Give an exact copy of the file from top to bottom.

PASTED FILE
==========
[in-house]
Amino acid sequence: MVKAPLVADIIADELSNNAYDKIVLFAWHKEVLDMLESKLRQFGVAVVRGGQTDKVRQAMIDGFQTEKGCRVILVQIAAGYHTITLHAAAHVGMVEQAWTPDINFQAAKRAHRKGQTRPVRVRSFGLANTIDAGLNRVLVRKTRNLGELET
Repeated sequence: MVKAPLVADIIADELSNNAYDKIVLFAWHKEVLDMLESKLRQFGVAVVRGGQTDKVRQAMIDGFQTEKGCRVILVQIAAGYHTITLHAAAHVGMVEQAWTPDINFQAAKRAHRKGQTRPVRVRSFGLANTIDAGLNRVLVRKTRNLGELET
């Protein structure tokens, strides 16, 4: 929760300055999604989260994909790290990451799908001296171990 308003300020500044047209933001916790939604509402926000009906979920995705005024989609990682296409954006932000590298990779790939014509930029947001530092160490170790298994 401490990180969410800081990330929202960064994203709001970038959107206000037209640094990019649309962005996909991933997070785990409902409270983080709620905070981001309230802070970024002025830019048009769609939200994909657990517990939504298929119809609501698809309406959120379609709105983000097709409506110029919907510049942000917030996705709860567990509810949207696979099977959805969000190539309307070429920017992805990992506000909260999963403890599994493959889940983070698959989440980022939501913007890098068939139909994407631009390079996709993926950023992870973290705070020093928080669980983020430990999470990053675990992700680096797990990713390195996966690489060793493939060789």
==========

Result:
[in-house]
Amino acid sequence: MVKAPLVADIIADELSNNAYDKIVLFAWHKEVLDMLESKLRQFGVAVVRGGQTDKVRQAMIDGFQTEKGCRVILVQIAAGYHTITLHAAAHVGMVEQAWTPDINFQAAKRAHRKGQTRPVRVRSFGLANTIDAGLNRVLVRKTRNLGELET
Repeated sequence: MVKAPLVADIIADELSNNAYDKIVLFAWHKEVLDMLESKLRQFGVAVVRGGQTDKVRQAMIDGFQTEKGCRVILVQIAAGYHTITLHAAAHVGMVEQAWTPDINFQAAKRAHRKGQTRPVRVRSFGLANTIDAGLNRVLVRKTRNLGELET
């Protein structure tokens, strides 16, 4: 929760300055999604989260994909790290990451799908001296171990 308003300020500044047209933001916790939604509402926000009906979920995705005024989609990682296409954006932000590298990779790939014509930029947001530092160490170790298994 401490990180969410800081990330929202960064994203709001970038959107206000037209640094990019649309962005996909991933997070785990409902409270983080709620905070981001309230802070970024002025830019048009769609939200994909657990517990939504298929119809609501698809309406959120379609709105983000097709409506110029919907510049942000917030996705709860567990509810949207696979099977959805969000190539309307070429920017992805990992506000909260999963403890599994493959889940983070698959989440980022939501913007890098068939139909994407631009390079996709993926950023992870973290705070020093928080669980983020430990999470990053675990992700680096797990990713390195996966690489060793493939060789």